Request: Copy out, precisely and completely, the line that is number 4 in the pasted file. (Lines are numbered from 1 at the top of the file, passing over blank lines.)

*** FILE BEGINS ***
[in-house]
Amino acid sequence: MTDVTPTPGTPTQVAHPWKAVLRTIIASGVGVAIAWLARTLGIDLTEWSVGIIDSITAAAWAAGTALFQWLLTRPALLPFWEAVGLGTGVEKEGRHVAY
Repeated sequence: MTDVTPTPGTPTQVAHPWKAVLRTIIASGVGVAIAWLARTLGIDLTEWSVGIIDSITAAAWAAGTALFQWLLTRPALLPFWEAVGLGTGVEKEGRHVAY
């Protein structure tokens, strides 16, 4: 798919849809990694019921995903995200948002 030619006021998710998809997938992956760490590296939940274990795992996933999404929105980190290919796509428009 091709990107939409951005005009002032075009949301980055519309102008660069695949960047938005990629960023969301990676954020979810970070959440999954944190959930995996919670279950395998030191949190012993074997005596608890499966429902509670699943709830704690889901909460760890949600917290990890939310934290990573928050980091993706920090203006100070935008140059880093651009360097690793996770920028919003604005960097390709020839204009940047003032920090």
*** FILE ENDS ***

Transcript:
């Protein structure tokens, strides 16, 4: 798919849809990694019921995903995200948002 030619006021998710998809997938992956760490590296939940274990795992996933999404929105980190290919796509428009 091709990107939409951005005009002032075009949301980055519309102008660069695949960047938005990629960023969301990676954020979810970070959440999954944190959930995996919670279950395998030191949190012993074997005596608890499966429902509670699943709830704690889901909460760890949600917290990890939310934290990573928050980091993706920090203006100070935008140059880093651009360097690793996770920028919003604005960097390709020839204009940047003032920090």